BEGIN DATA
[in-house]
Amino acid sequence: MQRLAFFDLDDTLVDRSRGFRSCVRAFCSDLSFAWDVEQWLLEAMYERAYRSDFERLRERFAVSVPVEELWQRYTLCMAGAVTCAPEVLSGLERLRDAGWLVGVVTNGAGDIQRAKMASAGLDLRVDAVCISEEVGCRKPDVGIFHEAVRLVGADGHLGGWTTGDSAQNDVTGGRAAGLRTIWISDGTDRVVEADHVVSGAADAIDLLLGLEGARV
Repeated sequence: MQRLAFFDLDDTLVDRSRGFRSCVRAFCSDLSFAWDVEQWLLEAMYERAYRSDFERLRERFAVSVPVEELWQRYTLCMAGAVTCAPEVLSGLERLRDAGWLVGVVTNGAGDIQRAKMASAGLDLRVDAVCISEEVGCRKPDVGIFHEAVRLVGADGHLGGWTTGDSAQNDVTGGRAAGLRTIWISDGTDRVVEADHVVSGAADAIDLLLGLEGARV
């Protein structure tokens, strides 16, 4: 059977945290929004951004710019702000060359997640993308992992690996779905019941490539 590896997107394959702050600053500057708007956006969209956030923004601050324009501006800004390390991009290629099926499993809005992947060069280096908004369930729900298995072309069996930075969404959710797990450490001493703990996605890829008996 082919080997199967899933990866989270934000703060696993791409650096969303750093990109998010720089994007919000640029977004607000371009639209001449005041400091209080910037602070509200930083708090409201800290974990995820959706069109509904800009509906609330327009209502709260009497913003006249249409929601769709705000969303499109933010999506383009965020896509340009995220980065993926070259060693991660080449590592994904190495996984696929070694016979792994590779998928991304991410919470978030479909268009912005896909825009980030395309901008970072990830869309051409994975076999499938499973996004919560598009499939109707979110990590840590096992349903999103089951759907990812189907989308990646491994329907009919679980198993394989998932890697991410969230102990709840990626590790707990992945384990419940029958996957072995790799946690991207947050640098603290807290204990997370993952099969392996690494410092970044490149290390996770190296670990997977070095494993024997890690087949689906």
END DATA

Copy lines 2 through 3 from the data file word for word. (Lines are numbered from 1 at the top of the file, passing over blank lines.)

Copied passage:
Amino acid sequence: MQRLAFFDLDDTLVDRSRGFRSCVRAFCSDLSFAWDVEQWLLEAMYERAYRSDFERLRERFAVSVPVEELWQRYTLCMAGAVTCAPEVLSGLERLRDAGWLVGVVTNGAGDIQRAKMASAGLDLRVDAVCISEEVGCRKPDVGIFHEAVRLVGADGHLGGWTTGDSAQNDVTGGRAAGLRTIWISDGTDRVVEADHVVSGAADAIDLLLGLEGARV
Repeated sequence: MQRLAFFDLDDTLVDRSRGFRSCVRAFCSDLSFAWDVEQWLLEAMYERAYRSDFERLRERFAVSVPVEELWQRYTLCMAGAVTCAPEVLSGLERLRDAGWLVGVVTNGAGDIQRAKMASAGLDLRVDAVCISEEVGCRKPDVGIFHEAVRLVGADGHLGGWTTGDSAQNDVTGGRAAGLRTIWISDGTDRVVEADHVVSGAADAIDLLLGLEGARV